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Kwanzaa, a Swahili word meaning "first," is a secular African celebration observed during the seven day period, starting from December 26 ending on January 1, and was created in 1966 by Maulana Ron Karenga. Kwanzaa is based solely on the African tradition of celebrating harvest. Kwanzaa brings families and communities together to celebrate the "fruits" or accomplishments coming out of a year of labor. It is also a time when families can evaluate their achievements and contributions to other people, and in turn set goals for the up-coming year.

Each day of Kwanzaa is devoted to a different principle that helps promote a deeper social, spiritual and moral commitment. These principals are called NGUUZO SABA, and they provide the philosophical setting of Kwanzaa.

Kwanzaa Principles:

  1. Umoja (oo-moe-jah) = Unity; to strive for a principled and harmonious togetherness in family, community, nation, and world.
  2. Kuji-Chagulia (Koo-jee-cha-goo-lee-ah) = Self determination; to define ourselves, name ourselves, create for ourselves and speak for ourselves, instead of being defined, named, and created for and spoken for by others.
  3. Ujima (oo-jee-mah) = Collective work and responsibility; to build and maintain our communities together and make our sister's and brother's our problems and to solve them together.
  4. Ujama (oo-jah-mah) = Cooperative economics; to build and maintain our own businesses, control the economics of own community and share in all its work and wealth.
  5. Nia (nee-ah) = Purpose; to make our collective vocation; the building and developing of our community in order to restore our people to their traditional greatness.
  6. Kuumba (koo-oom-bah) = Creativity; to do always as much as we can, in the way we can, in order to leave our community more beautiful than we inherited it.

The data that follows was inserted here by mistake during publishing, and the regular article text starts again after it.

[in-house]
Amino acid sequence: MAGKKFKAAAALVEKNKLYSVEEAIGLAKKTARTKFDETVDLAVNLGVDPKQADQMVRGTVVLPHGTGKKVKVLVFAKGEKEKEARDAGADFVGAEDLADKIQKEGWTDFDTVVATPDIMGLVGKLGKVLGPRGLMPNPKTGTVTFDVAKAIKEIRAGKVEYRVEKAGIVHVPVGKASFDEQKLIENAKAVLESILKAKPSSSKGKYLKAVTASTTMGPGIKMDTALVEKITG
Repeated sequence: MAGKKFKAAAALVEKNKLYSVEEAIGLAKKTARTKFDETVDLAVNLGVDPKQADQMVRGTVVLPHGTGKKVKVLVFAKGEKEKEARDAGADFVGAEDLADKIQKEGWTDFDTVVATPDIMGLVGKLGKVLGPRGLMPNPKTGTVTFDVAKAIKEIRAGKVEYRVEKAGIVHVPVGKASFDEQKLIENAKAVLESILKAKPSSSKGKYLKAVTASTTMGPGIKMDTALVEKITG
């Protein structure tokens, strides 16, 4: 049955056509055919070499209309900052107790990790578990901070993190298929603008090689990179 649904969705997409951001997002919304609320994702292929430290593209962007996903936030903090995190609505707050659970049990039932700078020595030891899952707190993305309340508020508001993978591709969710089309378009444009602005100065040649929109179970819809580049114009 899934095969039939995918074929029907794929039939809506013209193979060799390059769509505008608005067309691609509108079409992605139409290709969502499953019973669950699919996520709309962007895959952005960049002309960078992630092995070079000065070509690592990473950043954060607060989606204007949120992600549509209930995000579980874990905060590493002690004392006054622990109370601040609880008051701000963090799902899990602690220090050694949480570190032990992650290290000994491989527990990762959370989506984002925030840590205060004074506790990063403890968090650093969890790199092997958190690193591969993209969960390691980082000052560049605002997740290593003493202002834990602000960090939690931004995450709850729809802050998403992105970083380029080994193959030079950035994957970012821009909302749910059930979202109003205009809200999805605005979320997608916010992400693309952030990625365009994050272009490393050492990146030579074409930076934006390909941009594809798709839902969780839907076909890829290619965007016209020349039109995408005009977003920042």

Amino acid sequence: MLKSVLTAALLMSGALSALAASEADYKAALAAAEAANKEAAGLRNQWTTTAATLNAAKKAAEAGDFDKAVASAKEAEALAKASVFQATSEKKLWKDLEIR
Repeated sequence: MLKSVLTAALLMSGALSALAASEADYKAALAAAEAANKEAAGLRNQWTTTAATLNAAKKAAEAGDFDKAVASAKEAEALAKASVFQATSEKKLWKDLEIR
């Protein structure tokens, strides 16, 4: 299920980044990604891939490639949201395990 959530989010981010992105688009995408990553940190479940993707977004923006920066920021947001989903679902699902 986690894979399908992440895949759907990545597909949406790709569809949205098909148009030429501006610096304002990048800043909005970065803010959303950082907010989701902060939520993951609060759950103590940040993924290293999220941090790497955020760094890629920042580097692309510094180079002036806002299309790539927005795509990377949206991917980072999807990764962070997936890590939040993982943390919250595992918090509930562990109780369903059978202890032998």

7. Imani (ee-mah-nee) = Faith; to believe with all our heart in our people, our parents, our teachers, our leaders, and the righteousness any victory of our struggle.

Kwanzaa Symbols:

As any other cultural celebration, there are symbols associated with Kwanzaa.

  1. Mkeka = a straw mat. This represents the foundation upon which all other traditions rest.
  2. Kinara = seven piece candle holder. This represents the original stalk from which we all have sprung.
  3. Mishumaa = seven candles: three red, three green, and one black represent each of the seven principles.
  4. Vibunzi or Muhindi = ears of corn, one for each child in the family, representing the product, or the offspring of the stalk/parents.
  5. Mazao = crops; represents the results or "fruits" of harvest; usually a bowl of fruits, nuts etc.
  6. Zawandi = are gifts. On the last day of Kwanzaa, meaningful gifts, often homemade are exchanged. The gifts, particularly for children, should encourage growth and self-development during the coming year.

Red, black, and green are the colors of Kwanzaa. Red is for struggle, self determination waged by the ancestors, and for the fire in our hearts which guides us to work hard for the things in which we believe. Black stands for the people of African descent, for without people there can be neither struggle nor hope. Green is for the earth that gives us life, and for our youths and the new ideas they bring.

Fasting is an important aspect of Kwanzaa. It starts at dawn and ends at dark and is often observed by adults for seven days. After sundown only fruits, nuts, vegetables and juices are eaten. The fast may be broken on the sixth or seventh day, with a big celebration called Karamu. The act of fasting represents a cleansing of the body as we cleanse our minds and spirits for the coming year.

Karamu takes place on December 31 or on January 1. The family gathers with friends and neighbors for the evening, this evening is filled with music, dance, food and drink. Children finally get to open their gifts and play games among themselves; stories and folktales are told; songs are sung; and people prepare to plant the seeds for the New Year.

Children have an important role in Kwanzaa. They are encouraged to make decorations with the colors of Kwanzaa, design ankhs (symbols of life) and suns (symbol of creation and growth) for display around the home. They also learn songs and games to share with and teach adults.

Kwanzaa Image

Kwanza 2011

Kwanza 2011

Kwanza 2011

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